How a Flaw in VA Software Was Found

Researcher Describes 'Adversarial Security Analysis'
Security analyst Doug Mackey says his discovery of a vulnerability in the Department of Veterans Affairs' VistA electronic health record system highlights the importance of software security testing.

"It's very important to conduct proper adversarial security analysis of your software in addition to penetration testing," he says.

Mackey, a former security analyst for Australia's Department of Defense, conducted his research on the VA's open source software as part of his graduate work in information security at the Georgia Institute of Technology.

The vulnerability he discovered in the VA's Veterans Health Information Systems and Technology Architecture software was related to its remote messaging capabilities, he says. The flaw was introduced into the software in 2002 and remained undetected for more than a decade until Mackey identified it in June, he claims.

"It's only when you have someone who comes in and imagines that they are some kind of adversary ... that such vulnerabilities are found," Mackey explains in an interview with Information Security Media Group.

"If you have an open source product with a vibrant community around it, this experience shows that open source allows interested independent researchers to contribute important insights to the software, which wouldn't be possible with proprietary source [code software]," he says.

"If this system was proprietary, this vulnerability may never have been found. On the down side, opening up software to the whole world ... also allows potential malicious actors significant insight into your system."

Patch Developed

Once the vulnerability was brought to the attention of VistA developers at the VA, the department collaborated with developers from the non-profit group Open Source Electronic Health Record Agent, or OSEHRA, to develop a patch for the security vulnerability, he says. Georgia Tech and OSEHRA jointly publicized the discovery and the patch.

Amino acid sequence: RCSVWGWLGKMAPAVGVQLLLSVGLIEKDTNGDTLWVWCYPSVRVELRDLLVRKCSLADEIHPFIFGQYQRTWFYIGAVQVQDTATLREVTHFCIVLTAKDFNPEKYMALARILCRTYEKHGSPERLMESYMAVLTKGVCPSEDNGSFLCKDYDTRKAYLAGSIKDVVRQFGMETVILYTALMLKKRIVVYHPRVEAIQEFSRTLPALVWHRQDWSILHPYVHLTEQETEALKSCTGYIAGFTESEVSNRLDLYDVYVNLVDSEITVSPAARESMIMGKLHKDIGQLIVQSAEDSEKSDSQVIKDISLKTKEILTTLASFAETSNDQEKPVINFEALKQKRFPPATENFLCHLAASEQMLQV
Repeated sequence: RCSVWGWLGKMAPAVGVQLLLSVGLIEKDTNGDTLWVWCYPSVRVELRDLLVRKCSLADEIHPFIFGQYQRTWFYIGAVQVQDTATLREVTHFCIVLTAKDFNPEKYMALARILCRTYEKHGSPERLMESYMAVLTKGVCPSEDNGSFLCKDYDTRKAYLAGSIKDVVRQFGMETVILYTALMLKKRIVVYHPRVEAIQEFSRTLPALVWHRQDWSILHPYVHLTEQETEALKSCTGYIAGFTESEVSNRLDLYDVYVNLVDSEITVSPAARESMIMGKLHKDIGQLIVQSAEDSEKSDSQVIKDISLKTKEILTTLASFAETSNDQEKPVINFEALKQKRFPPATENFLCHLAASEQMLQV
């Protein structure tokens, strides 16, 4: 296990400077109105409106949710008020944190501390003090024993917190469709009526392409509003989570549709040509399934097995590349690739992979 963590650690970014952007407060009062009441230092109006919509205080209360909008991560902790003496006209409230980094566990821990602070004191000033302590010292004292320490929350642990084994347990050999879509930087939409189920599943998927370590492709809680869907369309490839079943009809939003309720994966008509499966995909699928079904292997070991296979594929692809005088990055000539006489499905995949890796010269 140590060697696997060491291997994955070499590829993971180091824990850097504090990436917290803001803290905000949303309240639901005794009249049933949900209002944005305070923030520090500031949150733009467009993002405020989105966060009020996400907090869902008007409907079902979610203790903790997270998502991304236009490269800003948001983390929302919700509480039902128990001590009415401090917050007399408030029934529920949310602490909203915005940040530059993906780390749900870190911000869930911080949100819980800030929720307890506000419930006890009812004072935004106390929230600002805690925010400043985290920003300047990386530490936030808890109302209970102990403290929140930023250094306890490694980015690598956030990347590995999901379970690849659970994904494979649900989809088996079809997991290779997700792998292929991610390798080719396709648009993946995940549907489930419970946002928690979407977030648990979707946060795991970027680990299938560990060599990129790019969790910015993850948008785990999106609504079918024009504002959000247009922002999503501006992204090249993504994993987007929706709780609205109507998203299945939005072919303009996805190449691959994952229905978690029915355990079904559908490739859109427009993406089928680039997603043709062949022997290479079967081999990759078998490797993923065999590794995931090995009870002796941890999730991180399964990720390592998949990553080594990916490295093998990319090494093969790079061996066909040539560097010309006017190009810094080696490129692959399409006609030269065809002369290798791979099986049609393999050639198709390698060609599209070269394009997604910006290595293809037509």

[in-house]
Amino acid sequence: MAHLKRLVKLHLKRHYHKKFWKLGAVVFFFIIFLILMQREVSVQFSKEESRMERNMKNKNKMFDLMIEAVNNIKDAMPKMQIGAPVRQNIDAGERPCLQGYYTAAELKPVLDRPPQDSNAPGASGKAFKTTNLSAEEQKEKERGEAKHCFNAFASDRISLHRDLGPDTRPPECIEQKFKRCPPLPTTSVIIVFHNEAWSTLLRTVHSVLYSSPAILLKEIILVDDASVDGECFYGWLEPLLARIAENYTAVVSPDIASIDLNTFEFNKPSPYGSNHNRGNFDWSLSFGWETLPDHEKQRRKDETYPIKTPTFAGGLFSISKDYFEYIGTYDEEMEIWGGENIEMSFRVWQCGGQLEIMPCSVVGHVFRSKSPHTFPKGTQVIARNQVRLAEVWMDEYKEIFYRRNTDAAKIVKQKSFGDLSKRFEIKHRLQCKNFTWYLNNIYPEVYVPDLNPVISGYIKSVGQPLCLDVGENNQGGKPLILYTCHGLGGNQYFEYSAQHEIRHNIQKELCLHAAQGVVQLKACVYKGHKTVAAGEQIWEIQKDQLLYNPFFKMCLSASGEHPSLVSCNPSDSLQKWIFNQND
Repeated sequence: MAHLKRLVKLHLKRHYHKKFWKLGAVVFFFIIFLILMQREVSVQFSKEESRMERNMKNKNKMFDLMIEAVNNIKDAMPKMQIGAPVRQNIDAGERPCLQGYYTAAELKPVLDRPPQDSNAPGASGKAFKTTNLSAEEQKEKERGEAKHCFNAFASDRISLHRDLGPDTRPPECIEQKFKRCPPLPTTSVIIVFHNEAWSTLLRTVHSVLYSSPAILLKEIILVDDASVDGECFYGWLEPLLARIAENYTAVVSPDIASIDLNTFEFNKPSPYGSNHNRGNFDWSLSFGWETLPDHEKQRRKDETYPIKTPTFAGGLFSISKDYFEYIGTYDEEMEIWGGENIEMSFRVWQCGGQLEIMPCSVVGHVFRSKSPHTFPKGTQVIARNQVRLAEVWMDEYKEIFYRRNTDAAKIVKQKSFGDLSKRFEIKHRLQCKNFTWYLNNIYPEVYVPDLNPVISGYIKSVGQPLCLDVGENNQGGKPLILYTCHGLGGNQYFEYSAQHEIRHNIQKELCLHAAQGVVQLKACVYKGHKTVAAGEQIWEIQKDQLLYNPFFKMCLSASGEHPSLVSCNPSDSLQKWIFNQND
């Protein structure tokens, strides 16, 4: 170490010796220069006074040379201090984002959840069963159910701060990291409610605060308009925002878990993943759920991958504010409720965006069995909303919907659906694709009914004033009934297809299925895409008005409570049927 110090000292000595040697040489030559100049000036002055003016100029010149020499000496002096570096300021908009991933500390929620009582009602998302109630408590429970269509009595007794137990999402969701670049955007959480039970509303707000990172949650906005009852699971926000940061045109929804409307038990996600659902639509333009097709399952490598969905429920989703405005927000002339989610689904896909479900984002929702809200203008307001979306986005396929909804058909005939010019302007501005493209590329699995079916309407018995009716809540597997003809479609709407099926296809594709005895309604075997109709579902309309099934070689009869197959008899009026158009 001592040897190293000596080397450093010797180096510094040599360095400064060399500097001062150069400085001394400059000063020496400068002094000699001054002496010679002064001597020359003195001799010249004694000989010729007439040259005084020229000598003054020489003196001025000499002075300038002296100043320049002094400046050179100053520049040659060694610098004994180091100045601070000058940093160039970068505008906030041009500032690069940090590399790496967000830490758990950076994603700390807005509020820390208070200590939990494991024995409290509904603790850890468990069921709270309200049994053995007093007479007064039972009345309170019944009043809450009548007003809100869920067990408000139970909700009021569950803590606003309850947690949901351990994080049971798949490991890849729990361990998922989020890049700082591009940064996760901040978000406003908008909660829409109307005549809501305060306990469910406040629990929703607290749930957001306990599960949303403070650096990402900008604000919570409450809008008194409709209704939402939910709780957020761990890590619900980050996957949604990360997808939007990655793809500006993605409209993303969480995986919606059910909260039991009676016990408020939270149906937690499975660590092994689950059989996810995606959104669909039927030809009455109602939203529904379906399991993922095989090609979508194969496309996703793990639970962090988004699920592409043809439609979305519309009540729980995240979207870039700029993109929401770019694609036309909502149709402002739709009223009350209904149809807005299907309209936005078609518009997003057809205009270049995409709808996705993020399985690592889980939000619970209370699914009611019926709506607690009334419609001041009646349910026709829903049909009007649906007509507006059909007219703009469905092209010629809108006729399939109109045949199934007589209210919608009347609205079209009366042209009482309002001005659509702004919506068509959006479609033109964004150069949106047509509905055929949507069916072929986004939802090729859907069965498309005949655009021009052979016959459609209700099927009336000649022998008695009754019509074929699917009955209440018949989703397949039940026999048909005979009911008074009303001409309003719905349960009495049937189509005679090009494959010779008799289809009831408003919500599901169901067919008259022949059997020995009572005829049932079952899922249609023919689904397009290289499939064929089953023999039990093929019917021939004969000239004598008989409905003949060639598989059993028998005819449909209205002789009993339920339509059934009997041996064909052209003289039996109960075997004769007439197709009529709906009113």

In the interview, Mackey also describes:

  • How he discovered the security flaw in VistA, an integrated inpatient and outpatient EHR used for years by tens of thousands of clinicians for the care of millions of VA patients;
  • The potential security risks that the vulnerability - if exploited - presented to VA systems, as well as the potential privacy and safety risks posed to patients;
  • Lessons learned from the investigation.

The VA, the largest U.S. provider of healthcare, did not respond to Information Security Media Group's requests for comment on the VistA vulnerability discovered by Mackey, or its subsequent software patch to address the flaw. The VA and Department of Defense are working on plans for integrating VistA and the DoD's EHR systems (see: VA, DoD EHR Project: Security Game Plan).

Mackey, who was an analyst for Australia's Department of Defense for more than 10 years, helped to develop the nation's cyberdefense capability before moving to the U.S. to pursue a master's in information security at Georgia Tech. As an independent information security analyst, he has published several papers on international cyberpolicy issues. He holds a CISSP certification and has a bachelor's degree in theoretical physics from the Australian National University.




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